Ho Chi Minh airport is not very big but it looks quite new. It is very efficient and within minutes we have our luggage, pass customs and find ourselves outside the terminal. A surprise; a man wearing a t-shirt with the American flag? I try to imagine the reaction back home if someone showed up with the swastika on their t-shirt 35 years after WW II…….



Anyway, we had been advised to book transfer from the airport and shortly we found the man with the sign carrying my name and “MuiNé Sailing Club”. So far everything worked perfectly, let’s hope it stays that way. We’re herded to a large Toyota SUV and start off.

Rush hour, Saigon Style

Then chaos breaks loose! We’re setting off on what must definitely be the most peculiar drive we’ve ever been on. Motororcycles, scooters and just a few cars – it’s just like a big stream of movement, criss-crossing back and forth in one continuous flow. The whole shoal slowly moves forward. The driver smiles and shakes his head as he slips into the traffic. Cars are bigger and much heavier than motorcycles but that doesn’t seems to worry anyone. This is surely how the herring feels in the middle of their shoal! The driver, obviously a very patient man, maneuvers back and forth and in the back we are two tourists sitting with open mouths and clicking cameras. The electric wiring of this city would make any Norwegian electrician euphoric. This is the perfect chaos but oddly enough we crawl slowly forwards, hopefully in the right direction. There is noise and movement all around us and the road signs, to the extent that they exist are obviously just for decorational purposes. And the traffic lights, placed horizontally and not vertically as in Europe seems to be here for the same reason. A true paradise for the colorblind. After a few hundred meters and about one hour the scooters, motorcycles and cars seems to  get fewer and fewer but to no avail, because now we are joined by trucks and busses and the road is getting narrower. I remember reading somewhere that in Vietnam they drive on the right side of the road, that they are right-side drivers, but they don’t seem  too fanatical about it. There are cars and bicycles, scooters and trucks passing us on the left and on the right and every now and then there is someone coming in the wrong direction as well but that doesn’t cause any commotion. The whole chaos is accompanied by a cacophony of sounds. After a while though, it strikes me that there seems to be some kind of order in this jumble. There are no sharp or sudden movements, very little aggression and no close calls. All the honking and waving is just to let the others know where you are. There are no waving fists and no provoking finger. During the whole 4 hour trip in this traffic the driver make only one single sharp movement and that causes him to apologize. What would the situation have been if all these vehicles had been manned by arrogant Italians, or Norwegians for that matter? All of a sudden it gets dark and the traffic becomes even more incomprehensible, my wife is sleeping and I doze off a little myself. Our driver’s English is rather poor and our Vietnamese is none existent but we manage to tell him to take us to an ATM as we reach Phan Thiet. It’s completely dark outside and more than 35 degrees C. The heat hits us as we leave the car and withdraw a few million Dong. (You easily become a millionaire here. 1 us dollar will buy you 29.000 Vietnamese dong). The driver manage to explain to us that he is going back to pick up guests one more time tonight, the poor man. Then, all of a sudden he pulls up in front of a rather inconspicuous entrance and declares. You al now at the MuiNé Sailing Club and thank you fol the tlip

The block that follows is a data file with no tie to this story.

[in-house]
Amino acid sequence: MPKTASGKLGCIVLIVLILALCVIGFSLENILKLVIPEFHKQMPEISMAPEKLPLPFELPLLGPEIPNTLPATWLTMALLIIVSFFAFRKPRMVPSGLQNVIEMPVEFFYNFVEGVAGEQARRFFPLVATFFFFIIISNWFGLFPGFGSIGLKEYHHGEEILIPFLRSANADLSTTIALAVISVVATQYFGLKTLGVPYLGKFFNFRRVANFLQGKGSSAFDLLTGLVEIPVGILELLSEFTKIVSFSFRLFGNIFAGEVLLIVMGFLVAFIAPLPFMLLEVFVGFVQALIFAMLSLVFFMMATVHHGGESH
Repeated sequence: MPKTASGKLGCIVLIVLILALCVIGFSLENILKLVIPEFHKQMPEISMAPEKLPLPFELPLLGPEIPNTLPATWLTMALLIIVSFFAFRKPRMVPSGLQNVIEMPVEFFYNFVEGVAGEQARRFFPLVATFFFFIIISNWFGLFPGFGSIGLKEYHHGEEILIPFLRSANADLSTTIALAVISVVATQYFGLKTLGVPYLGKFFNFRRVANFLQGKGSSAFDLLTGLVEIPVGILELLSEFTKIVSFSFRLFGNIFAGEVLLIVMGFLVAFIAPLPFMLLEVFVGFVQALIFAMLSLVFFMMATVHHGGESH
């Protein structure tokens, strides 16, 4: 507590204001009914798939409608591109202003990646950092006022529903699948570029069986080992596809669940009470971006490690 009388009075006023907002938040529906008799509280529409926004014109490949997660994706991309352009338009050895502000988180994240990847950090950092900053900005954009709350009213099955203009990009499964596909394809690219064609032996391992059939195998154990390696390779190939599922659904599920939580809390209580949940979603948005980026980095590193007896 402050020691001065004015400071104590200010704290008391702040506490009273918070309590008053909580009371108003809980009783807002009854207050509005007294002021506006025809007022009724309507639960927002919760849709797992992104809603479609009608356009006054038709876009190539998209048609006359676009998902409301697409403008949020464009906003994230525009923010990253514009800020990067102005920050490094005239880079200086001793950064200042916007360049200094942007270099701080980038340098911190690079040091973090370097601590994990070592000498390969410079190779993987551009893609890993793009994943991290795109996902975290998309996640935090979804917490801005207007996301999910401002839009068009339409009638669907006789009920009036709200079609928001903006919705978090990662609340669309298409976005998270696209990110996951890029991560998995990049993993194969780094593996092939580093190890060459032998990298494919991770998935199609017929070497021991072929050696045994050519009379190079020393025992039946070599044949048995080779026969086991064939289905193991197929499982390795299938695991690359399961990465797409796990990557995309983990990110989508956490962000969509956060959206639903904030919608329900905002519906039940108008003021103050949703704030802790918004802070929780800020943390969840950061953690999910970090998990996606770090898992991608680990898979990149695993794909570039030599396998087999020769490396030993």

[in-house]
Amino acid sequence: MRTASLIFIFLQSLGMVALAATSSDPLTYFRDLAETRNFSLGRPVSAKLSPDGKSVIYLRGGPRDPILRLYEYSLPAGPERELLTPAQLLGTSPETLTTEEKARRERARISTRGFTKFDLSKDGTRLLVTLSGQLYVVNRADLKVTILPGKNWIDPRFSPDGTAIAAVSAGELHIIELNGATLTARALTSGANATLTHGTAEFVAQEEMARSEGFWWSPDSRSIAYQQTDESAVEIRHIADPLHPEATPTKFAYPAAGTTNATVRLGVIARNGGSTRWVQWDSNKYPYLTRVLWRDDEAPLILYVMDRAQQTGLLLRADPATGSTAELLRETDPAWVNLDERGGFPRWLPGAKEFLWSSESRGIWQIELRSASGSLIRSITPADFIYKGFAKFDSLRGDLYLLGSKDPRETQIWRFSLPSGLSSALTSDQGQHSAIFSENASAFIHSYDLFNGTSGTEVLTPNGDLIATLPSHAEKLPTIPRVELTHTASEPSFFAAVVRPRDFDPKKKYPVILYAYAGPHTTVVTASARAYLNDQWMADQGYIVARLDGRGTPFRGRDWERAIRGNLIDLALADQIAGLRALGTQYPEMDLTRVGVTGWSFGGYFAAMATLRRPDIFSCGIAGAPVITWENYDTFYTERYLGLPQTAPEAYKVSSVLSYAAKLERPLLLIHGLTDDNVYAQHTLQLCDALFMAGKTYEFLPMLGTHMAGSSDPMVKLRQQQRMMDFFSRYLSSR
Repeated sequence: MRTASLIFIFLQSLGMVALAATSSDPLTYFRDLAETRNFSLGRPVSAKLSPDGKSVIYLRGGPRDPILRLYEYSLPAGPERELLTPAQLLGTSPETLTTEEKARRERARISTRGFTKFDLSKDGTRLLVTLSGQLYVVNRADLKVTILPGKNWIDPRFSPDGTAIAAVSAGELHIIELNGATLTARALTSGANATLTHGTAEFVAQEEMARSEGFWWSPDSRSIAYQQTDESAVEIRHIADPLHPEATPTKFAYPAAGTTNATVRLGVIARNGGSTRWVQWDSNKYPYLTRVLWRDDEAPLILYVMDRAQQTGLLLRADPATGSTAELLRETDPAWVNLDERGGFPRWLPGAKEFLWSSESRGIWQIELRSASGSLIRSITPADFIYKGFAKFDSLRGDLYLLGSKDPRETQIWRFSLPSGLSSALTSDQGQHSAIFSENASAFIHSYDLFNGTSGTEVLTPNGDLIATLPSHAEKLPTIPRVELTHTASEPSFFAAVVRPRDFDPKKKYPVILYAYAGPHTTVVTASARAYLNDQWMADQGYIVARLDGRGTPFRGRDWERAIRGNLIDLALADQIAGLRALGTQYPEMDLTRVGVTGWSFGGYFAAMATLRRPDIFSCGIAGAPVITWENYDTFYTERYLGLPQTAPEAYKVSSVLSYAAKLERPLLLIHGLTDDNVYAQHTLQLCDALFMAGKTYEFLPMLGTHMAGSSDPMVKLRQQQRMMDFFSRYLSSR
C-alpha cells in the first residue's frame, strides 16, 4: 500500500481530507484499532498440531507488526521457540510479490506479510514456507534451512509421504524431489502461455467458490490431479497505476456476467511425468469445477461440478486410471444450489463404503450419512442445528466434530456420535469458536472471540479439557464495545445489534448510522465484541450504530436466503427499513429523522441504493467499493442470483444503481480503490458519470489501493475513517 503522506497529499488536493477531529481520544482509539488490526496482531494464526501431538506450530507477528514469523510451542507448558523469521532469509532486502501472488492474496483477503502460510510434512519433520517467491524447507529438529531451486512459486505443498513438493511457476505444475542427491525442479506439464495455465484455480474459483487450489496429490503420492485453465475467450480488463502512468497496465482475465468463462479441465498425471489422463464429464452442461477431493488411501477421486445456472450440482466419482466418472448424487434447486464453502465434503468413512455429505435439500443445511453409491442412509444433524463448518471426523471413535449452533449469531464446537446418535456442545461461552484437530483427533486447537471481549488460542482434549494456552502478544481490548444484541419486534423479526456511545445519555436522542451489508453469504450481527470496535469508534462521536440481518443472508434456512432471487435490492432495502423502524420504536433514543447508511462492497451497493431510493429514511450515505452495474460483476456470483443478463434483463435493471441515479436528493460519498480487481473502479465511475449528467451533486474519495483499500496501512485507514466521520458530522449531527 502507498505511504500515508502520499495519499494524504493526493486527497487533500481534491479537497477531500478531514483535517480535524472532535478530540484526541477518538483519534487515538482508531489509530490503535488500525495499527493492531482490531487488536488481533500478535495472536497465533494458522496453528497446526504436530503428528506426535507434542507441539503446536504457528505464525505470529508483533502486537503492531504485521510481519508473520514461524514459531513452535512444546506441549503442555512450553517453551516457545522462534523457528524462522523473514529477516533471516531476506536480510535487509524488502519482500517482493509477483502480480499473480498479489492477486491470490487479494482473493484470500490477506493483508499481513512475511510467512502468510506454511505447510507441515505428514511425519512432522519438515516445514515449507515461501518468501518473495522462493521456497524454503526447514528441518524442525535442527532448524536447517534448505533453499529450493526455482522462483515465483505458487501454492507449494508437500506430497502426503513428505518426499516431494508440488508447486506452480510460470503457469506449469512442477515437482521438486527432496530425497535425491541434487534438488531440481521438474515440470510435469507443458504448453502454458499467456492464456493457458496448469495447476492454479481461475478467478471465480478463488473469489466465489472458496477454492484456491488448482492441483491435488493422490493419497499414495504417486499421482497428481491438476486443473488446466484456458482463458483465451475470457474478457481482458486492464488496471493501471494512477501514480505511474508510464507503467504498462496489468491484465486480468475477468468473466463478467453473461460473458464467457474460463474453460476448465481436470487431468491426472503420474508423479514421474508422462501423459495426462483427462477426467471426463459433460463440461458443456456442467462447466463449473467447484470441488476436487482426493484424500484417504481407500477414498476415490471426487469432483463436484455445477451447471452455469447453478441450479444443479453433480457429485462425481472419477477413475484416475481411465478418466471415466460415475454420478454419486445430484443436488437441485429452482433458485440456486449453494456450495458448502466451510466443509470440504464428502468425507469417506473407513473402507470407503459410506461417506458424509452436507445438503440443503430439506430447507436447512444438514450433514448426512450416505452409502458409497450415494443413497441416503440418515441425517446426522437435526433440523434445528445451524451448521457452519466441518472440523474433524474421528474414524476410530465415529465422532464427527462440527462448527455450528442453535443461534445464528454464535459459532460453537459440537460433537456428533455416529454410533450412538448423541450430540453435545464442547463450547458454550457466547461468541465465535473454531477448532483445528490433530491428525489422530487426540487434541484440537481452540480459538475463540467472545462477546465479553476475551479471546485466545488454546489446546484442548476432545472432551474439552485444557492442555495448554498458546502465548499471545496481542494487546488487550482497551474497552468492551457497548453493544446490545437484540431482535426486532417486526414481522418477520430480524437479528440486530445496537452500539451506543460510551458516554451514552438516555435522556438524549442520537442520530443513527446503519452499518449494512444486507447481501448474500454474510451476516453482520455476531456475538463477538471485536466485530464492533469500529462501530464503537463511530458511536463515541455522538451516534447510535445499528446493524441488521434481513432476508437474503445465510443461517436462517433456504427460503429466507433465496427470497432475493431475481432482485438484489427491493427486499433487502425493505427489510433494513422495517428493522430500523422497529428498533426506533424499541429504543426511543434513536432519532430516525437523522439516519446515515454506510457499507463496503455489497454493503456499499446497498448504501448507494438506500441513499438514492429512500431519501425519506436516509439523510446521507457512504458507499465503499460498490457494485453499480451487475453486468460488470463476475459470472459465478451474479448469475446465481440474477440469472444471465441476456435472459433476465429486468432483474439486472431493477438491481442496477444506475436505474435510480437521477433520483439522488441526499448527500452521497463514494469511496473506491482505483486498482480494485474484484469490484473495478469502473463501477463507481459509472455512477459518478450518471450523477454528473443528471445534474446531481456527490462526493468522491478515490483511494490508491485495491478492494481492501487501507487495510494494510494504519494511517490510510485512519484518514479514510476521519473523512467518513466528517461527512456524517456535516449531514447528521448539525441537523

It’s late night and pitch dark, we’re quickly checked in and taken to our cabin and sleeping as we hit the pillows under the mosquito-net.

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